Aloo ki tikki (Pakistani & Indian-style Potato Cakes) are one of those traditional South Asian foods that I’m forever amazed by. They’re stupidly simple, yet so clever in their flavor profile. The bold, pungent heat of the spices is perfectly balanced with the cooling fresh herbs and starchy potatoes. To help make them even easier to make, I’ve answered the most frequently asked questions here.
Though Aloo ki tikki are traditionally considered a street food or chai-time snack, they are incredibly versatile and go with any meal as an ever-welcome side dish. I like to let these shine by serving them as an entrée with some kind of pulao (like chana pulao or chicken pulao) and raita. They’re also delectable in a sandwich or bun with all your favorite toppings and ketchup or green chutney.
To Prepare the Aloo ki Tikki:
- 3 large (or 5 small) russet potatoes, (around 1.5 lbs)
- 1 small onion, peeled and roughly chopped
- 1-2 Thai or Serrano green chili peppers, stems removed and chopped in a few pieces
- 2 tbsp cilantro leaves
- 1-2 tbsp mint leaves
- 2 tsp kosher salt, or to taste
- ½ tsp each black pepper powder, red chili flakes, coriander powder, and cumin powder
- pinch red chili powder, or more to taste
- ½ tsp cumin seeds
- ¼ tsp Chat masala, optional
- 1 tsp lemon juice
- 1 egg, whisked
- breadcrumbs (I use gluten-free), optional – if needed to help shape
- Neutral oil, as needed
- 1-2 eggs, whisked
- breadcrumbs (I use gluten-free), optional
To Cook the Potatoes
- Place the potatoes in a microwave safe plate (or just place on the microwave plate). Cook on high power for 5 minutes. Remove if cooked. if not, use a tong to turn each potato over, and continue to cook in 2 minute increments until done. Remove from the microwave, and cut in half to test if the potatoes have cooked fully. If not, microwave in 1 minute bursts until fully cooked. Allow to cool, then peel the potatoes and transfer to a medium bowl. Use a potato masher to mash them until no large lumps remain.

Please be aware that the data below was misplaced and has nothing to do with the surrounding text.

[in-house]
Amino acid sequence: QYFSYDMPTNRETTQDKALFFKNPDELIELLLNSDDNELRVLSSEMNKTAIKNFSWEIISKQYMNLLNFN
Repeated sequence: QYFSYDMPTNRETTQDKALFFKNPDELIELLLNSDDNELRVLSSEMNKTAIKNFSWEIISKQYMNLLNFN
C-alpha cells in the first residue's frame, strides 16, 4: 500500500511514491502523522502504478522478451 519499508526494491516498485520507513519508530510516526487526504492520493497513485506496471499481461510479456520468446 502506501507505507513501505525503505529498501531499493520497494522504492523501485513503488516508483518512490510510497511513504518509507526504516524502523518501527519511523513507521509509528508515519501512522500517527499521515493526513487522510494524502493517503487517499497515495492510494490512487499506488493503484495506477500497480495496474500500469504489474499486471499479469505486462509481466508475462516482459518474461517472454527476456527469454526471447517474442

To Prepare Aloo ki Tikki:
- In a food processor, combine the rest of the ingredients except and egg and use the pulse function to chop so that the onions are finely chopped but not blended. You don’t want the onions to break down too much and end up releasing water. If you do notice any excess water in the mixture, tilt the food processor to drain it or dab with a paper towel.
- Add the chopped onion mixture to the mashed potatoes and taste and adjust salt and seasoning. Lastly, add the egg and mix well. Ideally, allow this mixture to rest, covered, in the refrigerator for 20-30 minutes (though I often skip this step). If you feel that they are not holding the shape as much as you’d like, add breadcrumbs, if needed.
- Using your hands, shape about 1/3 cup of the mixture into a flat, round patty about 2 ½ inches in diameter. Continue with the rest of the mixture. You should have 10-12 patties.
- Place the egg and breadcrumbs (if using) in shallow bowls so that you can dip them as you cook. Heat a large skillet, frying pan, or cast iron pan over medium-high heat. Add enough oil to lightly coat the bottom of the pan.
- Dip both sides of each patty into the egg wash, and then the breadcrumbs, if using. Place 4-5 patties in the pan and allow them to cook for 3-4 minutes on each side, using a spatula to turn them over. Reduce heat as necessary.
- Remove from the pan, and place on a plate lined with a paper towel to absorb any extra oil. Repeat until you have finished pan-frying all the patties. Cook any leftover egg in the remaining oil and serve with the patties.
- Transfer to a serving platter and serve with a side of raita or chutney.
NOTES: If you don’t have a food processor, you can finely chop the onion, green chili peppers, cilantro and mint. Mix with the remaining ingredients (excluding the egg) in a bowl